By Darren Dahl

For decades marketers have relied on envy to elevate their brands and spur consumers to buy. In myriad TV ads people peer longingly over the fence toward their neighbour’s new car, or their fancy lawnmower, or their glowing holiday light display. Other ads show people envying a better-dressed—and usually more successful—colleague or a fitter friend who somehow managed to lose the weight.

Some brands have been even more explicit: Gucci’s Envy perfume, Expedia suggests consumers book trips to avoid “vacation envy”, LG’s EnV cell phone and HP boasts an Envy line of laptops.

Consumers’ self-esteem the key
At some point we all desire something that others have, so it stands to reason that companies would target those basic human instincts. After all, if someone experiences envy over a product, the drive to buy will surely follow, right?

Not necessarily. According to our research, the answer is often yes, but the tactic can also backfire in a big way and it boils down to consumers’ self-esteem1.

Envy happens when we compare ourselves to others who appear superior in an area that’s important to us—they have a better job, a nicer house, sharper clothes, a better physique—and it tends to make us feel bad about ourselves because they are doing better than we are.

To close that perceived gap, people try to elevate themselves in some way (known as “levelling up”) or they try to pull the object of their envy down (“levelling down”). The third option is to make the envied object less desirable—“I don’t need a nice car anyway”—so there is less reason for envy to exist.

For our study, we used brands from athletic wear to airlines and conducted a series of experiments in which one participant had something the others desired. Then we looked at how the situation affected the participants’ perceptions of the brands.

In one experiment a group of study participants was told that someone would be randomly chosen to receive a pair of NHL hockey tickets and then watched on as the recipient celebrated their win. In another a group of marketing students was told that Lululemon was offering a coveted internship and that a select few of them would receive an “inside track” interview, setting them ahead of the rest. In both experiments, participants also filled out questionnaires about their own self-esteem and about their feelings about the brand.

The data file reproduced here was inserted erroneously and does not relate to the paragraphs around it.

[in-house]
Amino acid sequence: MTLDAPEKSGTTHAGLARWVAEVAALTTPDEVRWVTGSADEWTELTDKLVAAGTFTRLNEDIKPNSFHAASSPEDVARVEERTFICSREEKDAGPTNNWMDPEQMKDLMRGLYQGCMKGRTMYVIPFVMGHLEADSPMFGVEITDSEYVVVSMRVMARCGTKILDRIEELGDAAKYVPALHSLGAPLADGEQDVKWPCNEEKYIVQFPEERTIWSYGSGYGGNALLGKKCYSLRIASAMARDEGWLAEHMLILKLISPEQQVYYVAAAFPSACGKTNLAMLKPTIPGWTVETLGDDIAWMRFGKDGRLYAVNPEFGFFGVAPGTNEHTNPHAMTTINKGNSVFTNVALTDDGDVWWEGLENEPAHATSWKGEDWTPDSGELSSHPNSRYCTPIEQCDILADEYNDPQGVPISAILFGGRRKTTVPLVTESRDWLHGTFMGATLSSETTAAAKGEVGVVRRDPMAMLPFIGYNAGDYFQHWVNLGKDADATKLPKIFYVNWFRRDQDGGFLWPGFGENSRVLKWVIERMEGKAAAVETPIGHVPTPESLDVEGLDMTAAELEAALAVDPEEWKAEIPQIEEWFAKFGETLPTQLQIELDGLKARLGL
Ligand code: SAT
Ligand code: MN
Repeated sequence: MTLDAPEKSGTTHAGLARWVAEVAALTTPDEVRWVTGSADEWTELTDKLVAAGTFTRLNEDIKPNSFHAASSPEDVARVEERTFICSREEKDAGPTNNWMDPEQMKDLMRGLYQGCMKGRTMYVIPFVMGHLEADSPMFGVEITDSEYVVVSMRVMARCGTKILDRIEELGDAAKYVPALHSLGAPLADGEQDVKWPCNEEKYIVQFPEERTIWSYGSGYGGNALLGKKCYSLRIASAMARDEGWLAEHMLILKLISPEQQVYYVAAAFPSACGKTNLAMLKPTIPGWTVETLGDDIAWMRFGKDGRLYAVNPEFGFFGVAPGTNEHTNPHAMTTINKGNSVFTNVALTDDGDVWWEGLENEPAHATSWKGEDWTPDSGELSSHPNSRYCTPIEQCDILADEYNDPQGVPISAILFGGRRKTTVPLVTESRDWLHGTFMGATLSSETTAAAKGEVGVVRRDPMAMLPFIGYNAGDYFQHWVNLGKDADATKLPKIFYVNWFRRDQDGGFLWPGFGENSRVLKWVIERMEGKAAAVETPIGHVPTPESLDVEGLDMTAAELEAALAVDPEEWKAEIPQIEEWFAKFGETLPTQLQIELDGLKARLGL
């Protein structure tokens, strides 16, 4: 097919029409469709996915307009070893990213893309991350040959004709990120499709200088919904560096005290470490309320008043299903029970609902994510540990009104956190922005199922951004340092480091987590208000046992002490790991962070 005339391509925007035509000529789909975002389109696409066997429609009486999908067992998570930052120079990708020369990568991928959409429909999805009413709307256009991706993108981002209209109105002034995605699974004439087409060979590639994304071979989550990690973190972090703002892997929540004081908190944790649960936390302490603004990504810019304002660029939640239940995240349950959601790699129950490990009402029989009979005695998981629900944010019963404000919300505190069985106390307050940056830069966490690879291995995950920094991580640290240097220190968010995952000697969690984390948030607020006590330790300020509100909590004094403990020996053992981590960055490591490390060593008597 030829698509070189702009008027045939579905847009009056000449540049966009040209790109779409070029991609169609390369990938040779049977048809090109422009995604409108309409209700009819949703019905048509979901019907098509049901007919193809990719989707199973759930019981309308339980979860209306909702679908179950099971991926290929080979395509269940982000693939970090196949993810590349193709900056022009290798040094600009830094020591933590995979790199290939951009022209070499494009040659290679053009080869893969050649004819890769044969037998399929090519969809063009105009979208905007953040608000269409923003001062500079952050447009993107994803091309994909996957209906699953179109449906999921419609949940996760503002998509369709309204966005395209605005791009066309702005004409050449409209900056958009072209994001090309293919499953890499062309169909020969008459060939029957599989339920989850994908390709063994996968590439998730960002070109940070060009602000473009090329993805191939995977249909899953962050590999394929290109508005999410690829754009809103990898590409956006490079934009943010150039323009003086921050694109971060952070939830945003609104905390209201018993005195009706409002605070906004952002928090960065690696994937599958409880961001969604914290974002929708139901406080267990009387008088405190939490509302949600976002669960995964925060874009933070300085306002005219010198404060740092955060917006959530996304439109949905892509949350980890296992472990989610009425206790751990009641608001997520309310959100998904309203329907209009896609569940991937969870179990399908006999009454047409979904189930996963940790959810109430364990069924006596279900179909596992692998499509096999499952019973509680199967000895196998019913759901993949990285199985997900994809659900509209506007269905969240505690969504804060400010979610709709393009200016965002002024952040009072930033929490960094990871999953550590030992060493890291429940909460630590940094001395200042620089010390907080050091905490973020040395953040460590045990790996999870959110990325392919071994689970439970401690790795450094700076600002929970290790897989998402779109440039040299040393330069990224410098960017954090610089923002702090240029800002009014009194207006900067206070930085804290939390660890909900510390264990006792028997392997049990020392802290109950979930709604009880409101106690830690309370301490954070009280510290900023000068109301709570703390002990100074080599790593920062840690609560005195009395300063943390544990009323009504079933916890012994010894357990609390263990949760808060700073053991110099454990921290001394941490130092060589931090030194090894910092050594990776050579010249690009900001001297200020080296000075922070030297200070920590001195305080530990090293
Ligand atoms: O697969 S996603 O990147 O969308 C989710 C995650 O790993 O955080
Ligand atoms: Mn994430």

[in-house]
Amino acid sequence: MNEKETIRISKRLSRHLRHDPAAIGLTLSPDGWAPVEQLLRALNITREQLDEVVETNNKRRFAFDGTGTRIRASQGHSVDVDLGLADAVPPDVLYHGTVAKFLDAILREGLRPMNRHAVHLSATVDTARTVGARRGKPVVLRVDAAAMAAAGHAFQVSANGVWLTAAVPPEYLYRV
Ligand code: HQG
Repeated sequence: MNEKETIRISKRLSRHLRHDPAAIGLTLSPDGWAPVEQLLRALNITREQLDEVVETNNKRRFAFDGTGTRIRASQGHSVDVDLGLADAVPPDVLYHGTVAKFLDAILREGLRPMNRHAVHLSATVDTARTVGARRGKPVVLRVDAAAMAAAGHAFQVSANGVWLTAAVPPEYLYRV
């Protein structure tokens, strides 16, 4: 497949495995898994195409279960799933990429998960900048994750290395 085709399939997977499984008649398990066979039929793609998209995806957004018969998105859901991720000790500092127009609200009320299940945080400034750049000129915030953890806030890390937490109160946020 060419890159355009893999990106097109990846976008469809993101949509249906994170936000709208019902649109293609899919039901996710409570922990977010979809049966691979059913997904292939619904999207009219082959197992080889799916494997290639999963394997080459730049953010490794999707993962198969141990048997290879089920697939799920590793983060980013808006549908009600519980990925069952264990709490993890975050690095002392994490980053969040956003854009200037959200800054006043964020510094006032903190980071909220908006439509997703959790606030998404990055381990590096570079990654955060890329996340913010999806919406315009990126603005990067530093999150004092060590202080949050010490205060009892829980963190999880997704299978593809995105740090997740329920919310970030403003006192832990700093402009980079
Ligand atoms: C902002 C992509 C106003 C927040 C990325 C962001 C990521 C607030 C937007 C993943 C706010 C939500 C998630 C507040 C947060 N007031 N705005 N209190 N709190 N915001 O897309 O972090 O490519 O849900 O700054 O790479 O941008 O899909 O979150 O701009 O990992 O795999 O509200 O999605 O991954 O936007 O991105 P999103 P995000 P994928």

In a third study 171 participants watched videos of people who won flight upgrades, but we added a wrinkle: the participants also received a self-esteem boost.

Through all three experiments we found that people who have a high sense of self-esteem maintain or even increase their desire for the brand, even if they can’t necessarily attain it.

But for those with lower self-esteem, seeing others land that desired brand not only makes them feel worse about themselves but they also feel unworthy of the brand. That feeling, in turn, threatened their egos, and to make themselves feel better they reject the brand.

In other words, when marketers use envy to sell products, instead of securing sales they can end up fostering potentially damaging brand relationships: especially among consumers with low self-esteem.

Interestingly, when consumers with low self-worth are given a self-esteem boost before evaluating the brand, they tend to see it favourably—likely because the boost mitigates the self-esteem threat that the envy causes—so in theory marketers could develop strategies to limit envy’s negative effects.

Understanding the customers’ variations
Still, it’s an area where marketers must tread very carefully. Our research shows that envy can be an effective marketing tool for companies targeting consumers with higher self-esteem. Brands that want to broaden their appeal, however, should carefully consider the self-worth of the individuals they’re targeting, or risk alienating them.

Before pursuing any type of campaign or branding, marketers should not only understand their customers; they must understand the variation in their customers. It may seem fun and clever to label a perfume or computer “envy” because it’s an interesting emotion that we all feel, and it can be successful as a motivating force. But advertisers also need to be cognizant of its limits and determine exactly where those borders are.

In business it’s always dangerous to paint things with the same broad brush. Good marketers know there are nuances, and people are distinct: and having a true understanding of their existing customers as well as their potential customers always leads to greater success.

How do consumers feel about themselves? It turns out it’s a good question to ask, because it can dictate their reactions in the marketplace: and either leave them green with envy or tasting sour grapes.

Darren Dahl is senior associate dean, faculty, director of the Robert H. Lee Graduate School and BC Innovation Council professor, Marketing and Behavioural Science division at the University of British Columbia Sauder School of Business.

1 Kirk Kristofferson, Cait Lamberton, Darren W. Dahl, “Can Brands Squeeze Wine from Sour Grapes? The Importance of Self-Esteem in Understanding Envy’s Effects”, Journal of the Association for Consumer Research, March 19, 2018.

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